So instead of spending large sums on ads to shame us into better eating habits, spend the money on vouchers handed out to the overweight and let them find whatever provider of goods or services best meets their particular dieting needs. After all, the root causes of obesity are multifarious and new ones are being added all the time—such as diet sodas, gut bacteria, genes, sleep apnea, leptin levels, medication, depression, poverty and peer pressure. So the solutions need to be multipronged, too. What works for you may not work for me.
A few points:
1. How exactly does one identify who deserves the voucher? Or does everyone get them? (Do we at this point need another middleclass entitlement?) How much does the price of the good stuff go up?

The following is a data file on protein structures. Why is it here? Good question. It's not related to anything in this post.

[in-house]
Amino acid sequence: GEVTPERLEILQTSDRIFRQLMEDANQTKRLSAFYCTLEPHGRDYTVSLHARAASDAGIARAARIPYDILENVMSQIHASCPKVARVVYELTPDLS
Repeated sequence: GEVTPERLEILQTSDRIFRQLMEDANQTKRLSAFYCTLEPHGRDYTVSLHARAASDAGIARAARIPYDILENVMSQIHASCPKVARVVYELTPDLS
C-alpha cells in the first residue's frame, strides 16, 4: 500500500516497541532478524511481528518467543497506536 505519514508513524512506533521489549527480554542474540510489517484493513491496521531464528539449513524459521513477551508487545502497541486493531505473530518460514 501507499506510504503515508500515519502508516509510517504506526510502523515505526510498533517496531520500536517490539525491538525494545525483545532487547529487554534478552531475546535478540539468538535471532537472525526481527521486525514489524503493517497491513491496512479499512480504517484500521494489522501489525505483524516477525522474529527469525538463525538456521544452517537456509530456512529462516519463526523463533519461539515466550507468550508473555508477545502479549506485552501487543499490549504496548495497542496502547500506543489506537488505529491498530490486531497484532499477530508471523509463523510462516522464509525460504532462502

2. The vouchers can be resold on secondary markets, as food stamps often are.
3. Portfolio effects: the unhealthy person might go to the gym with a voucher and then “make it up” by performing more of the unhealthy behaviors as recompense.
4. Income effects: if the voucher boosts the real income of the unhealthy person, they may well end up buying more stuff which is bad for them. I don’t see that the proposal calls for a simultaneous, income-neutral scheme of taxation. Buying more bad stuff and also more good stuff is not a wash, which brings us to:
5. It is easier to destroy than to preserve health, which suggests limiting the bad, or persuading individuals to limit the bad, will create more health benefits than encouraging the good.
I’m all for creative thinking here, but it’s hard to see this proposal working. If nothing else, though, it shows why this problem is so hard to solve.